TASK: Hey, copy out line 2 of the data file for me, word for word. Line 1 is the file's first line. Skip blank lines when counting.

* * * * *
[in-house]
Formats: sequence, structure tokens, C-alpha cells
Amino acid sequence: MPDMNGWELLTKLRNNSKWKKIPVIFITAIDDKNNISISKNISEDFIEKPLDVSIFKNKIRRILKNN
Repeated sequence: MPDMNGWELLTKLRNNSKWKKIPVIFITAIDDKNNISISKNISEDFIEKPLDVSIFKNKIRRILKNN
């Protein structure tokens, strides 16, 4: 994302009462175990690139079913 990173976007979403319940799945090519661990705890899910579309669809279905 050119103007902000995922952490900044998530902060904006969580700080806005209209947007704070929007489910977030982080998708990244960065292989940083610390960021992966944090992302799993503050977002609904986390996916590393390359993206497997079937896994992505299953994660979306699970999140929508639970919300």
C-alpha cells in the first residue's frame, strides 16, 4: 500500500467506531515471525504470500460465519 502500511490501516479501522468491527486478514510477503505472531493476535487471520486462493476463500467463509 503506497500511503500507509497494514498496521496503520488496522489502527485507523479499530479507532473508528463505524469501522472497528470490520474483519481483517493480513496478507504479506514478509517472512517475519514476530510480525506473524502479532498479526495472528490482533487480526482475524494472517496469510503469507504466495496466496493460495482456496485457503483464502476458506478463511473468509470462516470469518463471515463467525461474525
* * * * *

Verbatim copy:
Formats: sequence, structure tokens, C-alpha cells